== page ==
Economic and Social Crisis in America: FDR Wasn’t FDR … Until His Hand Was Forced By Civil Disobedience
by Washington’s Blog
November 18, 2010
Progressives are disappointed that – contrary to the hype – Obama is no FDR.
But FDR himself wasn’t who we think of as FDR until he was forced by protests, strikes and other forms of civil disobedience.
As historian Howard Zinn wrote in March 2008:
In 1934, early in the Roosevelt Presidency, strikes broke out all over the country, including a general strike in Minneapolis, a general strike in San Francisco, hundreds of thousands on strike in the textile mills of the South. Unemployed councils formed all over the country. Desperate people were taking action on their own, defying the police to put back the furniture of evicted tenants, and creating self-help organizations with hundreds of thousands of members.
Without a national crisis—economic destitution and rebellion—it is not likely the Roosevelt Administration would have instituted the bold reforms that it did.
Today, we can be sure that the Democratic Party, unless it faces a popular upsurge, will not move off center. The two leading Presidential candidates [i.e. Obama and McCain] have made it clear that if elected, they will not bring an immediate end to the Iraq War ….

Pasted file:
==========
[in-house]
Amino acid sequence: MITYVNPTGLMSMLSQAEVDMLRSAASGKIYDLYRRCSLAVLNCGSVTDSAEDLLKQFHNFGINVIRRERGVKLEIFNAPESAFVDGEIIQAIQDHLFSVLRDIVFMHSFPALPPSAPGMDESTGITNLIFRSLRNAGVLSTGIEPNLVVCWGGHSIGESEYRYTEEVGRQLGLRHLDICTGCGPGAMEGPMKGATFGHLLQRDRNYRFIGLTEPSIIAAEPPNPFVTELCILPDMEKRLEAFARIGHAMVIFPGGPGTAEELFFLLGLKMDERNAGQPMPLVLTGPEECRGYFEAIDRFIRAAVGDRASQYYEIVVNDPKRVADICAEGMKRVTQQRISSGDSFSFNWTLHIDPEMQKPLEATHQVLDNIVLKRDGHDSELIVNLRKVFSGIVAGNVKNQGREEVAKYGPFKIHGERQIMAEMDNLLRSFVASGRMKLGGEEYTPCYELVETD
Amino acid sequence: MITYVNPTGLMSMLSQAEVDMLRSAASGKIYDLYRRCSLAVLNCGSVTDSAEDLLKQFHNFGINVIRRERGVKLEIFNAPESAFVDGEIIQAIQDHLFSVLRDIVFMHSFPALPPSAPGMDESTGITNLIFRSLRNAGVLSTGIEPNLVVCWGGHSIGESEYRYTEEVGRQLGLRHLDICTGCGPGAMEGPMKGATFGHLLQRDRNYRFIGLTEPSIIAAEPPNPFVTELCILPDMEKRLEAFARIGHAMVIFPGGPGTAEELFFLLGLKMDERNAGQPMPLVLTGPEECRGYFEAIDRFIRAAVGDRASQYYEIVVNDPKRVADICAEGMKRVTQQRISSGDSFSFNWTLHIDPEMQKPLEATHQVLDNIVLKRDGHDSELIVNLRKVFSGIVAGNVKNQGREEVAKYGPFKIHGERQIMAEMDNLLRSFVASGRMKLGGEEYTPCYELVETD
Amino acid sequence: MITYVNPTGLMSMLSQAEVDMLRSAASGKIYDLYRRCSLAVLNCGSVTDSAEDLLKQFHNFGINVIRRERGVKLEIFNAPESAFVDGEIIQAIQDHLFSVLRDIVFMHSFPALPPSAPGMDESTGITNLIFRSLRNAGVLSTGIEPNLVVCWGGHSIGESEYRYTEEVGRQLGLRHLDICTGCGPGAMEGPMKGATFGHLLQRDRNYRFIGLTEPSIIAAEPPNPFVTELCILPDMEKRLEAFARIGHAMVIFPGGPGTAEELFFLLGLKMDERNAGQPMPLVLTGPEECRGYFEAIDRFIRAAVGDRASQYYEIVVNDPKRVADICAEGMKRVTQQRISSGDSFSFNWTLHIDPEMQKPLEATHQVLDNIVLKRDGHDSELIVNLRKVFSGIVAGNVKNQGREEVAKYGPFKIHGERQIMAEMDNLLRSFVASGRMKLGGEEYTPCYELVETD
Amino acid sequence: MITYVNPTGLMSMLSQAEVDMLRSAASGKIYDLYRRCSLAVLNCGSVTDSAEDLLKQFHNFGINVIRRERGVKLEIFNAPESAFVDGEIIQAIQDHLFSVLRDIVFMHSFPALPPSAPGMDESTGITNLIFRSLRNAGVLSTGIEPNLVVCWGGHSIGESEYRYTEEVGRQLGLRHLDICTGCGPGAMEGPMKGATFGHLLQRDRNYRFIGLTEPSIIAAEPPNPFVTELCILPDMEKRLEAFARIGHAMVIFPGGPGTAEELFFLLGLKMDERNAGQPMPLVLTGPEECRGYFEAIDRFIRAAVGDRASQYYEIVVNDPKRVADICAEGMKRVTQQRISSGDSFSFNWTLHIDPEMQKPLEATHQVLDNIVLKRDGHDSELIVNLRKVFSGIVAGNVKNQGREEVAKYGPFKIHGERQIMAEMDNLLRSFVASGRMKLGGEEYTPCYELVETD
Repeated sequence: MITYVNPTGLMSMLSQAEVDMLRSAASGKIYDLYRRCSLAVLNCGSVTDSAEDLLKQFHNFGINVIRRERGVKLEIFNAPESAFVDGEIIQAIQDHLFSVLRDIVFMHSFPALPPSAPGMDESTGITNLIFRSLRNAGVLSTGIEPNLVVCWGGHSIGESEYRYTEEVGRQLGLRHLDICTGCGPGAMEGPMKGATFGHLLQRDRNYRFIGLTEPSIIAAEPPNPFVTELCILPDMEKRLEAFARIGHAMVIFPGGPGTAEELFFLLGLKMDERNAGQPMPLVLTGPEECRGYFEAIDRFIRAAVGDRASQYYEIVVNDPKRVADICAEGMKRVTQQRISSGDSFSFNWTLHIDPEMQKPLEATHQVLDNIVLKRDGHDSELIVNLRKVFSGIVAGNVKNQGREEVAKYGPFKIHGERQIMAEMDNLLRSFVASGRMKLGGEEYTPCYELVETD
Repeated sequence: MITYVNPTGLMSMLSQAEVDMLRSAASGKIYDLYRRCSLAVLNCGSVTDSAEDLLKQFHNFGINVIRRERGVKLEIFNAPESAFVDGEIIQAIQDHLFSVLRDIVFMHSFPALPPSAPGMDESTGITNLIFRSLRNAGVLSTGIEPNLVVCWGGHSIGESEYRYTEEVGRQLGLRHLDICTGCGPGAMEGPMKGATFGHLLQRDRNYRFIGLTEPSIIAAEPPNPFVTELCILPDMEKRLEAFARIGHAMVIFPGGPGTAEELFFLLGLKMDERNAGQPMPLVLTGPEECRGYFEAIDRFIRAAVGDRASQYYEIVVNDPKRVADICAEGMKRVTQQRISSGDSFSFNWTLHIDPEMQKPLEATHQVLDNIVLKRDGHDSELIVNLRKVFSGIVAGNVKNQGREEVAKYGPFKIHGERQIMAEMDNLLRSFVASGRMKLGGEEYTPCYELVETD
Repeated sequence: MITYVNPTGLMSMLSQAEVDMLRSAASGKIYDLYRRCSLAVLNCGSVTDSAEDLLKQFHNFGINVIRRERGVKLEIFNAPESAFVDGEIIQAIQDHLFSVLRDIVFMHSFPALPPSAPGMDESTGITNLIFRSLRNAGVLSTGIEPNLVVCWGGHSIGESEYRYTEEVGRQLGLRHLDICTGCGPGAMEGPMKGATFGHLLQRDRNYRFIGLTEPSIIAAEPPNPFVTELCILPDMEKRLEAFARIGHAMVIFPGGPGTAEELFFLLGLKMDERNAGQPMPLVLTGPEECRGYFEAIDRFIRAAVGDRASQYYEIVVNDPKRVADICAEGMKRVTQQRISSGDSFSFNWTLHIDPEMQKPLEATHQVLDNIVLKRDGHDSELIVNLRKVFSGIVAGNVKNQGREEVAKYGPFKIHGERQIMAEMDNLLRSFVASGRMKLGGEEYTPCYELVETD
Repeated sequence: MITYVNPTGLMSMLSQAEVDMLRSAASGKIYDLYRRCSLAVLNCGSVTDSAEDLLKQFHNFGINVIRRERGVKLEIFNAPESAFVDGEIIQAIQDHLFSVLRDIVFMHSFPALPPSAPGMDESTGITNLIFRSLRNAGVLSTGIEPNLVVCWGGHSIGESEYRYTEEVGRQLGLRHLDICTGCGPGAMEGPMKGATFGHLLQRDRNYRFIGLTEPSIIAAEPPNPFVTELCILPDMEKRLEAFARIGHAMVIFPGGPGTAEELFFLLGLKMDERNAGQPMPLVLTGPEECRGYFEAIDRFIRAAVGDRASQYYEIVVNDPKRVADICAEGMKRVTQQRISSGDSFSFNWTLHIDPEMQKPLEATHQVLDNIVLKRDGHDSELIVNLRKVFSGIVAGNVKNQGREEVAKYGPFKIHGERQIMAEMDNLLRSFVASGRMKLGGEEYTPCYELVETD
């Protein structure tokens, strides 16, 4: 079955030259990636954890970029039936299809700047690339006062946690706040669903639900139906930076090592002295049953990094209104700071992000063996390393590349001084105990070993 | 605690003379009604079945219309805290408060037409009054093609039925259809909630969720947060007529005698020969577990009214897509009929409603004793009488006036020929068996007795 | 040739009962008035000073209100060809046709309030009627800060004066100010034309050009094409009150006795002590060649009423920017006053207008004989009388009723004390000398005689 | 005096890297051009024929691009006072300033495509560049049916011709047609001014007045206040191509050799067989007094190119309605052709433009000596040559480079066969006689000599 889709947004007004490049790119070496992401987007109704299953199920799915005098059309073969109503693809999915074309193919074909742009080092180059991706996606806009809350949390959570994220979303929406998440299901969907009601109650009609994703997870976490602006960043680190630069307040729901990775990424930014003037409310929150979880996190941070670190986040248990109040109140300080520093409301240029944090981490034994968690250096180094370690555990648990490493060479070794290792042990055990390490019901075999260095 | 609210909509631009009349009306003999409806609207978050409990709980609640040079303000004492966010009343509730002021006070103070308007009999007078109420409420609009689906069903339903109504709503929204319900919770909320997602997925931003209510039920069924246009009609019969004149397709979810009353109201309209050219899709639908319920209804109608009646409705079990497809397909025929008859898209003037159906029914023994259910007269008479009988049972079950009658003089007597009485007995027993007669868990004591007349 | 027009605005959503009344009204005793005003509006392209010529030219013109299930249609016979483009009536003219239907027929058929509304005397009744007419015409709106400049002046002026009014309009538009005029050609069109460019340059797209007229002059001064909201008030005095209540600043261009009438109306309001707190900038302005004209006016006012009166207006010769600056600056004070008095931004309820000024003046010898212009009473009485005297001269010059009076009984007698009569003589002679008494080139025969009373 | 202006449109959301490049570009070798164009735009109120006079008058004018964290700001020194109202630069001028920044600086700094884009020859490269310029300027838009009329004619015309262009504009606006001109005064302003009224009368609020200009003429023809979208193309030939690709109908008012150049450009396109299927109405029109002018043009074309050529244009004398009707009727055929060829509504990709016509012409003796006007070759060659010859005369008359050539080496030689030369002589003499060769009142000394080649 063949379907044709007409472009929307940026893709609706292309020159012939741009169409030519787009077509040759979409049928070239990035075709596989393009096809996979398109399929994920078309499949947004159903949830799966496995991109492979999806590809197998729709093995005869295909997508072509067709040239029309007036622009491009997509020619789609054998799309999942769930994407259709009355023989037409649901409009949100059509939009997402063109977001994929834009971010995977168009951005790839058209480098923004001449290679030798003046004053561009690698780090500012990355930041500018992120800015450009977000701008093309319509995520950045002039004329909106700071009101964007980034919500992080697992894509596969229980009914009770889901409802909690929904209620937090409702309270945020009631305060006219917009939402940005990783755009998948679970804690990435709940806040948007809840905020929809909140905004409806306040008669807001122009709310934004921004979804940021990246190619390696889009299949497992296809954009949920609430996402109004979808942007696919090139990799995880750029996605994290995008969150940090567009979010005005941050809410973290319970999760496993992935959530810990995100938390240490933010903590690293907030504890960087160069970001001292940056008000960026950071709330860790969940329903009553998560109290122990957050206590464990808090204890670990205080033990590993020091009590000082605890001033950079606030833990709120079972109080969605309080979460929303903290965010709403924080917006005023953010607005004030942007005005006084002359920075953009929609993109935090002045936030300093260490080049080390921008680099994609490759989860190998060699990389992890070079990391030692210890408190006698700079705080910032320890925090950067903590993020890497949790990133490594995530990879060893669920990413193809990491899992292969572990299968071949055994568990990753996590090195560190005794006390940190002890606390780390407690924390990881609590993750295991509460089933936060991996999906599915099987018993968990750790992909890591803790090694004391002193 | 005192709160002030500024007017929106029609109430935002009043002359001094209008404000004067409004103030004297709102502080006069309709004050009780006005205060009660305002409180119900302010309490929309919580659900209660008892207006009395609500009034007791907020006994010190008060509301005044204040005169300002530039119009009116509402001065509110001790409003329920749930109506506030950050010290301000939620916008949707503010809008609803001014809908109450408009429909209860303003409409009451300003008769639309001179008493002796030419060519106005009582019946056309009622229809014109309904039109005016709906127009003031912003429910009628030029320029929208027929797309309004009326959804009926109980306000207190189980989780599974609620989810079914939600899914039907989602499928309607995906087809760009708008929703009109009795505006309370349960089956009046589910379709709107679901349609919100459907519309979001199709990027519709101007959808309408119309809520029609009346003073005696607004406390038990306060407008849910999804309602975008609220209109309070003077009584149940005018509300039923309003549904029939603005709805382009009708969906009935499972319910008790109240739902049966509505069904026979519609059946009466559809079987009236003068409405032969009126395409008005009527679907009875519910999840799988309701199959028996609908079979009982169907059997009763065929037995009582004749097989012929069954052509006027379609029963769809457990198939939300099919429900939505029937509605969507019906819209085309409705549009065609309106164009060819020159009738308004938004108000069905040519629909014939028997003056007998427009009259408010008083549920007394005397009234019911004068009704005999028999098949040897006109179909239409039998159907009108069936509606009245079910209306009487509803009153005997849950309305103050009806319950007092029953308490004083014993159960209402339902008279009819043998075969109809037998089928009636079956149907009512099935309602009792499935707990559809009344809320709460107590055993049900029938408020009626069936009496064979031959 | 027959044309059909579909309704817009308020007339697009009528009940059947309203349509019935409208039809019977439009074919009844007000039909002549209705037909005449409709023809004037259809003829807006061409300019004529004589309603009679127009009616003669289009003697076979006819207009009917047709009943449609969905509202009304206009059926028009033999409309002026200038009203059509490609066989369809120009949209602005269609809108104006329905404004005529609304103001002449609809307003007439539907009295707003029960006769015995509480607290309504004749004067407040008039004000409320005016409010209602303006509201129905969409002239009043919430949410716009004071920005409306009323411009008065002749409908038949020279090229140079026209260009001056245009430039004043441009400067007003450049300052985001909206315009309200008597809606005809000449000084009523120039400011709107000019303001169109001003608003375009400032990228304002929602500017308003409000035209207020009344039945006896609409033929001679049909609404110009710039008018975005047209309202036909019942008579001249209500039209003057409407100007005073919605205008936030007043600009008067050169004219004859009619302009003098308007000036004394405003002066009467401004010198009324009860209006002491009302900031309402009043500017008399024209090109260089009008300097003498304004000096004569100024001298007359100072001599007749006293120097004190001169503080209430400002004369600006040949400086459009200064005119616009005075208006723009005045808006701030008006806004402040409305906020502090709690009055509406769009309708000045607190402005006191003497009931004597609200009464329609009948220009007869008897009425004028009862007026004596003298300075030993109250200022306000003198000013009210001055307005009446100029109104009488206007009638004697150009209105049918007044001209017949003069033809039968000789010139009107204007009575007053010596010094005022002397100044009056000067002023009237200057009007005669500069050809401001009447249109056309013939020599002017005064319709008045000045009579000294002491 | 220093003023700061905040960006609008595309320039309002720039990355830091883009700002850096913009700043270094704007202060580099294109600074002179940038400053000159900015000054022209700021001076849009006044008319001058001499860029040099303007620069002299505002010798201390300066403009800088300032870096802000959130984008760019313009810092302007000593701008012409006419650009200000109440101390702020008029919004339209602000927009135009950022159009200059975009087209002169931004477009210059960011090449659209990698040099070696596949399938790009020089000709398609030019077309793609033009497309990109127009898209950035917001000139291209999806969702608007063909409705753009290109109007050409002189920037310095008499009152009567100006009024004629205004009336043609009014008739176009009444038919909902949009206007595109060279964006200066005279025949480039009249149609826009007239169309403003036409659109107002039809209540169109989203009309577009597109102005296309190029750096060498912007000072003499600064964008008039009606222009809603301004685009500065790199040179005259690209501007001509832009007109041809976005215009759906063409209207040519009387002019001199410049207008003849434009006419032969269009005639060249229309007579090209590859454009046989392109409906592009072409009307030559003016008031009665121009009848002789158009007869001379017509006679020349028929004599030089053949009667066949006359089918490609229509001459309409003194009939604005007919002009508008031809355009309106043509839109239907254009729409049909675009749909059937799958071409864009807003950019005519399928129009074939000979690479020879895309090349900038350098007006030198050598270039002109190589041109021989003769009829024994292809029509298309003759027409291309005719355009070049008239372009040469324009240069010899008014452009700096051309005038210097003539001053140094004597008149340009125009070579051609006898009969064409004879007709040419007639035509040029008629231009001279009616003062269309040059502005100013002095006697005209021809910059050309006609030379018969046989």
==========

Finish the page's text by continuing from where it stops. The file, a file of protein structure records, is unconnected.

They offer no radical change from the status quo.
They do not propose what the present desperation of people cries out for ….
They do not suggest the deep cuts in the military budget or the radical changes in the tax system that would free billions, even trillions, for social programs to transform the way we live.
None of this should surprise us. The Democratic Party has broken with its historic conservatism, its pandering to the rich, its predilection for war, only when it has encountered rebellion from below, as in the Thirties and the Sixties. We should not expect that a victory at the ballot box in November will even begin to budge the nation from its twin fundamental illnesses: capitalist greed and militarism.